In the News: Sea otter return providing lifeline for dwindling seagrass in California

A significant improvement in the health of seagrass in a central Californian estuary is due to the return of sea otters, according to recent research.

Sea otter image

Researchers have found that the presence of sea otters may be improving the health of seagrass beds

Seagrass decline

Seagrass has been suffering drastic declines worldwide, and coastal California is no exception. Urbanisation has led to a massive increase in nutrient pollution along the state’s coast, with run-off from fields treated with nitrogen-rich fertilisers being blamed for the reduction in seagrass beds in the region. However, new research has revealed that the return of sea otter populations to the area may be enabling seagrass levels to recover.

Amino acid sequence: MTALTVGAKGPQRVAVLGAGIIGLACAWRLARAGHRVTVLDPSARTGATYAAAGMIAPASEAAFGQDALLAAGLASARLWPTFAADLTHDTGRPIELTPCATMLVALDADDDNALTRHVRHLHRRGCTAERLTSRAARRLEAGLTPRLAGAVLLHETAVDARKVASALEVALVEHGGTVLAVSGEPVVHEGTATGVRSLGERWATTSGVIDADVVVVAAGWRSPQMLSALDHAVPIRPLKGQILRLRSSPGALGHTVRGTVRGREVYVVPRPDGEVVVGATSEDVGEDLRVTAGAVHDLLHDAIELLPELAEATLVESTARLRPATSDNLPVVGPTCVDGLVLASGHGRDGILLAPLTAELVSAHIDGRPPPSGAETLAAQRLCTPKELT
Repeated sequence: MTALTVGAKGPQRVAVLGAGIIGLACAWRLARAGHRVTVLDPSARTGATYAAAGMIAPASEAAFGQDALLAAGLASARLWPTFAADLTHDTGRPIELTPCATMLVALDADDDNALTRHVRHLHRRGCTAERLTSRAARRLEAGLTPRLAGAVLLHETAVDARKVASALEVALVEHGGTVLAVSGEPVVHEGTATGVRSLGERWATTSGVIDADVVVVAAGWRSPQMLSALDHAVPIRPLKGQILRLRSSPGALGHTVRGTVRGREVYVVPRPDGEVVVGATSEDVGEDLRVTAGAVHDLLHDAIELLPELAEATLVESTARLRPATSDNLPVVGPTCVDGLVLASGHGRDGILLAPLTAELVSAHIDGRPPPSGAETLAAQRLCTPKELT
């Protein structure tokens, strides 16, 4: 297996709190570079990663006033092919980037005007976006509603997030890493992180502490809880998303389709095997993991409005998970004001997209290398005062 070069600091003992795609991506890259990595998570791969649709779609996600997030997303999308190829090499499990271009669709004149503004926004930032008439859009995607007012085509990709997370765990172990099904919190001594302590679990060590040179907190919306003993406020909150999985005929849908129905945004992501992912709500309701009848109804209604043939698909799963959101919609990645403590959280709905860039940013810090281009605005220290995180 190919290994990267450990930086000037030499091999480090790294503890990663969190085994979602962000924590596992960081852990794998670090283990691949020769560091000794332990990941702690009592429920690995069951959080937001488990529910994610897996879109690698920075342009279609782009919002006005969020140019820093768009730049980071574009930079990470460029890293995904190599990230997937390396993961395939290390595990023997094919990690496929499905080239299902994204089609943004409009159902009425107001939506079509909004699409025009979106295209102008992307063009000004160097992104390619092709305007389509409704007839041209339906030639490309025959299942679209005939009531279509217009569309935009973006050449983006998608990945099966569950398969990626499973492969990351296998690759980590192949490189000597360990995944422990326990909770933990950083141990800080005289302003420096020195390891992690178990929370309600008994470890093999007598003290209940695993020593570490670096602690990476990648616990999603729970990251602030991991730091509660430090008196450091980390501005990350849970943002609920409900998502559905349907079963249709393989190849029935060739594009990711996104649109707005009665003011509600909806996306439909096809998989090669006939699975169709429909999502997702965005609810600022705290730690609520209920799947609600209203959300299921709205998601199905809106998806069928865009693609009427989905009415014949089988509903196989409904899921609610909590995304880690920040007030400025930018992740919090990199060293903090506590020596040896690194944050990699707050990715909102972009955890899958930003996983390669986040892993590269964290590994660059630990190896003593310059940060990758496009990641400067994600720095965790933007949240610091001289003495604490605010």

Sea otters were hunted to near extinction in the late 19th and early 20th centuries, mainly for their dense pelt which was extremely sought-after for the fur trade. This latest research, published in the journal Proceedings of the National Academy of Sciences (PNAS), suggests that the drastic reduction in sea otter numbers may have exacerbated the decline of seagrass in the region.

Sea otters are now returning to the area, and, despite the continued pollution of the ocean, the water-dwelling plants are now doing much better. It is thought that the return of sea otters has triggered a complex ecological chain reaction which favours the survival of seagrass.

Sea otter feeding image

Sea otters feed on crabs and other shellfish

Seagrass saviour